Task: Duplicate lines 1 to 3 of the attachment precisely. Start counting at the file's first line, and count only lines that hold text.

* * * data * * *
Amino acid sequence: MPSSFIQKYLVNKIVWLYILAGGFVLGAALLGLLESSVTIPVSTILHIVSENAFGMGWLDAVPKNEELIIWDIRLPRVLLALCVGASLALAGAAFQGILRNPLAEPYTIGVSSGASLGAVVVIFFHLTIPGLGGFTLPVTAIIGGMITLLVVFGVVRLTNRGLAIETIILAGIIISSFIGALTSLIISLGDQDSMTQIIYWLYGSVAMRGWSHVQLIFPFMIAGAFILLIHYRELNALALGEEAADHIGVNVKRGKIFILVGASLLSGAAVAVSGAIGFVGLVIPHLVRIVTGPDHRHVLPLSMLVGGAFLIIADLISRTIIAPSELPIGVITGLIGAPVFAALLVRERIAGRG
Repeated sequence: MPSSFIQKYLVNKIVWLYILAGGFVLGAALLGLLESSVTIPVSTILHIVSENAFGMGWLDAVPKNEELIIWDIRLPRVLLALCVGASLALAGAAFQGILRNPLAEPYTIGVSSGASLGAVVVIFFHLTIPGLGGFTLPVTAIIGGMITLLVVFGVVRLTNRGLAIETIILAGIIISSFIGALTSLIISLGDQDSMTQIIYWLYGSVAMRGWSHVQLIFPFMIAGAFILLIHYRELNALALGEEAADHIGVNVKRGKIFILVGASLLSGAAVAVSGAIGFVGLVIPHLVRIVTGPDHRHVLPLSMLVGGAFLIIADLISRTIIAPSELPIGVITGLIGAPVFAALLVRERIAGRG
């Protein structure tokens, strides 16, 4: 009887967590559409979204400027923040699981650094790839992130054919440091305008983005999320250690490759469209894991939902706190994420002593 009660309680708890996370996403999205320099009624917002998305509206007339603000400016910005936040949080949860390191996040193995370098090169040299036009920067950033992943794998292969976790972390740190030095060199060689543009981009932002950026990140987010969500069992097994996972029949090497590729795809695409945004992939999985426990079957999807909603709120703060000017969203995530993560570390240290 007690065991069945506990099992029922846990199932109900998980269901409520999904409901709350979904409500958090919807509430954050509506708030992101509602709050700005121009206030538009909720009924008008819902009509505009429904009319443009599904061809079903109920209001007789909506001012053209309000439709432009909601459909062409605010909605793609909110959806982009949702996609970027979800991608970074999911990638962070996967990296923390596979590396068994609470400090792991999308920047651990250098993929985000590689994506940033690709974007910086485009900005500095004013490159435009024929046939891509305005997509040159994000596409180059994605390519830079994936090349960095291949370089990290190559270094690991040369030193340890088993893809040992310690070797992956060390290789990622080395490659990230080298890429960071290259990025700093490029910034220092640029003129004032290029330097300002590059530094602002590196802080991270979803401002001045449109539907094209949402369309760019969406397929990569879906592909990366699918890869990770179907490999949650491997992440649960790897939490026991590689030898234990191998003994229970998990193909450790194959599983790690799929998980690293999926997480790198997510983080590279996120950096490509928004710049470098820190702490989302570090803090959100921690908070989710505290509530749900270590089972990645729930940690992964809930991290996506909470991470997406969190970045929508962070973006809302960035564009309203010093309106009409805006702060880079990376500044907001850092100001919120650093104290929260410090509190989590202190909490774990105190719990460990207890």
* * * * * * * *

Amino acid sequence: MPSSFIQKYLVNKIVWLYILAGGFVLGAALLGLLESSVTIPVSTILHIVSENAFGMGWLDAVPKNEELIIWDIRLPRVLLALCVGASLALAGAAFQGILRNPLAEPYTIGVSSGASLGAVVVIFFHLTIPGLGGFTLPVTAIIGGMITLLVVFGVVRLTNRGLAIETIILAGIIISSFIGALTSLIISLGDQDSMTQIIYWLYGSVAMRGWSHVQLIFPFMIAGAFILLIHYRELNALALGEEAADHIGVNVKRGKIFILVGASLLSGAAVAVSGAIGFVGLVIPHLVRIVTGPDHRHVLPLSMLVGGAFLIIADLISRTIIAPSELPIGVITGLIGAPVFAALLVRERIAGRG
Repeated sequence: MPSSFIQKYLVNKIVWLYILAGGFVLGAALLGLLESSVTIPVSTILHIVSENAFGMGWLDAVPKNEELIIWDIRLPRVLLALCVGASLALAGAAFQGILRNPLAEPYTIGVSSGASLGAVVVIFFHLTIPGLGGFTLPVTAIIGGMITLLVVFGVVRLTNRGLAIETIILAGIIISSFIGALTSLIISLGDQDSMTQIIYWLYGSVAMRGWSHVQLIFPFMIAGAFILLIHYRELNALALGEEAADHIGVNVKRGKIFILVGASLLSGAAVAVSGAIGFVGLVIPHLVRIVTGPDHRHVLPLSMLVGGAFLIIADLISRTIIAPSELPIGVITGLIGAPVFAALLVRERIAGRG
């Protein structure tokens, strides 16, 4: 009887967590559409979204400027923040699981650094790839992130054919440091305008983005999320250690490759469209894991939902706190994420002593 009660309680708890996370996403999205320099009624917002998305509206007339603000400016910005936040949080949860390191996040193995370098090169040299036009920067950033992943794998292969976790972390740190030095060199060689543009981009932002950026990140987010969500069992097994996972029949090497590729795809695409945004992939999985426990079957999807909603709120703060000017969203995530993560570390240290 007690065991069945506990099992029922846990199932109900998980269901409520999904409901709350979904409500958090919807509430954050509506708030992101509602709050700005121009206030538009909720009924008008819902009509505009429904009319443009599904061809079903109920209001007789909506001012053209309000439709432009909601459909062409605010909605793609909110959806982009949702996609970027979800991608970074999911990638962070996967990296923390596979590396068994609470400090792991999308920047651990250098993929985000590689994506940033690709974007910086485009900005500095004013490159435009024929046939891509305005997509040159994000596409180059994605390519830079994936090349960095291949370089990290190559270094690991040369030193340890088993893809040992310690070797992956060390290789990622080395490659990230080298890429960071290259990025700093490029910034220092640029003129004032290029330097300002590059530094602002590196802080991270979803401002001045449109539907094209949402369309760019969406397929990569879906592909990366699918890869990770179907490999949650491997992440649960790897939490026991590689030898234990191998003994229970998990193909450790194959599983790690799929998980690293999926997480790198997510983080590279996120950096490509928004710049470098820190702490989302570090803090959100921690908070989710505290509530749900270590089972990645729930940690992964809930991290996506909470991470997406969190970045929508962070973006809302960035564009309203010093309106009409805006702060880079990376500044907001850092100001919120650093104290929260410090509190989590202190909490774990105190719990460990207890």